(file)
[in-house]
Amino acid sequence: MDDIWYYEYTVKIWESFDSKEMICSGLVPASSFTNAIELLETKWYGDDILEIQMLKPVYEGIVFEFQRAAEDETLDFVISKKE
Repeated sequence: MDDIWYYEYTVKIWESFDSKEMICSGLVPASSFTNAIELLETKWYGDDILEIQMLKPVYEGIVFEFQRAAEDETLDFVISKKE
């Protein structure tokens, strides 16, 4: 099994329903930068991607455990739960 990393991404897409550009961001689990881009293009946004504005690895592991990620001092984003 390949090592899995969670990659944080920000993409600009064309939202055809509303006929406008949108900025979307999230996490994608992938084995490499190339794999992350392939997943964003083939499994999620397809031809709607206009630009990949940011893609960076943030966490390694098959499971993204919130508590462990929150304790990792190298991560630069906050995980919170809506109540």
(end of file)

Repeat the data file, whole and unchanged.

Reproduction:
[in-house]
Amino acid sequence: MDDIWYYEYTVKIWESFDSKEMICSGLVPASSFTNAIELLETKWYGDDILEIQMLKPVYEGIVFEFQRAAEDETLDFVISKKE
Repeated sequence: MDDIWYYEYTVKIWESFDSKEMICSGLVPASSFTNAIELLETKWYGDDILEIQMLKPVYEGIVFEFQRAAEDETLDFVISKKE
């Protein structure tokens, strides 16, 4: 099994329903930068991607455990739960 990393991404897409550009961001689990881009293009946004504005690895592991990620001092984003 390949090592899995969670990659944080920000993409600009064309939202055809509303006929406008949108900025979307999230996490994608992938084995490499190339794999992350392939997943964003083939499994999620397809031809709607206009630009990949940011893609960076943030966490390694098959499971993204919130508590462990929150304790990792190298991560630069906050995980919170809506109540």